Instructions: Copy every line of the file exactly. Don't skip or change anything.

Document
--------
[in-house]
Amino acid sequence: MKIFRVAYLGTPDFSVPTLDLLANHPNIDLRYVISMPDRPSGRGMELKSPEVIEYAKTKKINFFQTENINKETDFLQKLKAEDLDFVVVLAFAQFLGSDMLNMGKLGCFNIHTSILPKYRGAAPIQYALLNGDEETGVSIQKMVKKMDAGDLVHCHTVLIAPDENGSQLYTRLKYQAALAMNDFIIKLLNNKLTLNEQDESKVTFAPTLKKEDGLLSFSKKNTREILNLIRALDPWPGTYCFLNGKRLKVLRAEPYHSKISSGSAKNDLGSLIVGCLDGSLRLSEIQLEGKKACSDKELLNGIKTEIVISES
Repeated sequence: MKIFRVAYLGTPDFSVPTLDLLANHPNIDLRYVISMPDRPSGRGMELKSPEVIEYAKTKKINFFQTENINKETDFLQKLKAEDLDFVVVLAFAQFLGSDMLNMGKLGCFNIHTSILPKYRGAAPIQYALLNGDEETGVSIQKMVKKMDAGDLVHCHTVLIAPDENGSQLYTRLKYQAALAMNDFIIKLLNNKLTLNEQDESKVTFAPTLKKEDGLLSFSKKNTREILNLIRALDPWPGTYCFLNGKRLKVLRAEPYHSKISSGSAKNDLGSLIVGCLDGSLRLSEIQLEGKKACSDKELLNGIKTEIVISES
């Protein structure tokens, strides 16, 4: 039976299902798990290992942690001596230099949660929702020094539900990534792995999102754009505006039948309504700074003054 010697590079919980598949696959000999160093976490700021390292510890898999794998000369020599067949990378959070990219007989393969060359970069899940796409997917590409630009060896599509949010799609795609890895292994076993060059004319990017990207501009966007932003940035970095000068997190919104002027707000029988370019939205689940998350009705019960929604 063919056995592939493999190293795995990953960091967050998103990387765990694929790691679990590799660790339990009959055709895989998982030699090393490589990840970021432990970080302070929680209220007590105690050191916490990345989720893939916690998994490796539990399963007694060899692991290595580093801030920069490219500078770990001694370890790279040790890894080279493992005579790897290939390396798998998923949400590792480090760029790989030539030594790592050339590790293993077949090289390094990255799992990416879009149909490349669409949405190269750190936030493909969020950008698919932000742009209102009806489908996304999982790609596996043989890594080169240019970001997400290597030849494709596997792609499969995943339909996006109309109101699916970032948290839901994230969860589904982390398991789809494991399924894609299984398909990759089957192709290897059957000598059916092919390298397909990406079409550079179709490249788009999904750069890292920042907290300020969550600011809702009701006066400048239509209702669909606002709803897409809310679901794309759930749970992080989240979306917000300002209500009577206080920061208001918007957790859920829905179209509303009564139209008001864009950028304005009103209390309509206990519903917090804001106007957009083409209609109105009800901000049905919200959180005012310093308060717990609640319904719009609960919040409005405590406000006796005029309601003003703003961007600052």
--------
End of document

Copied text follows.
[in-house]
Amino acid sequence: MKIFRVAYLGTPDFSVPTLDLLANHPNIDLRYVISMPDRPSGRGMELKSPEVIEYAKTKKINFFQTENINKETDFLQKLKAEDLDFVVVLAFAQFLGSDMLNMGKLGCFNIHTSILPKYRGAAPIQYALLNGDEETGVSIQKMVKKMDAGDLVHCHTVLIAPDENGSQLYTRLKYQAALAMNDFIIKLLNNKLTLNEQDESKVTFAPTLKKEDGLLSFSKKNTREILNLIRALDPWPGTYCFLNGKRLKVLRAEPYHSKISSGSAKNDLGSLIVGCLDGSLRLSEIQLEGKKACSDKELLNGIKTEIVISES
Repeated sequence: MKIFRVAYLGTPDFSVPTLDLLANHPNIDLRYVISMPDRPSGRGMELKSPEVIEYAKTKKINFFQTENINKETDFLQKLKAEDLDFVVVLAFAQFLGSDMLNMGKLGCFNIHTSILPKYRGAAPIQYALLNGDEETGVSIQKMVKKMDAGDLVHCHTVLIAPDENGSQLYTRLKYQAALAMNDFIIKLLNNKLTLNEQDESKVTFAPTLKKEDGLLSFSKKNTREILNLIRALDPWPGTYCFLNGKRLKVLRAEPYHSKISSGSAKNDLGSLIVGCLDGSLRLSEIQLEGKKACSDKELLNGIKTEIVISES
């Protein structure tokens, strides 16, 4: 039976299902798990290992942690001596230099949660929702020094539900990534792995999102754009505006039948309504700074003054 010697590079919980598949696959000999160093976490700021390292510890898999794998000369020599067949990378959070990219007989393969060359970069899940796409997917590409630009060896599509949010799609795609890895292994076993060059004319990017990207501009966007932003940035970095000068997190919104002027707000029988370019939205689940998350009705019960929604 063919056995592939493999190293795995990953960091967050998103990387765990694929790691679990590799660790339990009959055709895989998982030699090393490589990840970021432990970080302070929680209220007590105690050191916490990345989720893939916690998994490796539990399963007694060899692991290595580093801030920069490219500078770990001694370890790279040790890894080279493992005579790897290939390396798998998923949400590792480090760029790989030539030594790592050339590790293993077949090289390094990255799992990416879009149909490349669409949405190269750190936030493909969020950008698919932000742009209102009806489908996304999982790609596996043989890594080169240019970001997400290597030849494709596997792609499969995943339909996006109309109101699916970032948290839901994230969860589904982390398991789809494991399924894609299984398909990759089957192709290897059957000598059916092919390298397909990406079409550079179709490249788009999904750069890292920042907290300020969550600011809702009701006066400048239509209702669909606002709803897409809310679901794309759930749970992080989240979306917000300002209500009577206080920061208001918007957790859920829905179209509303009564139209008001864009950028304005009103209390309509206990519903917090804001106007957009083409209609109105009800901000049905919200959180005012310093308060717990609640319904719009609960919040409005405590406000006796005029309601003003703003961007600052």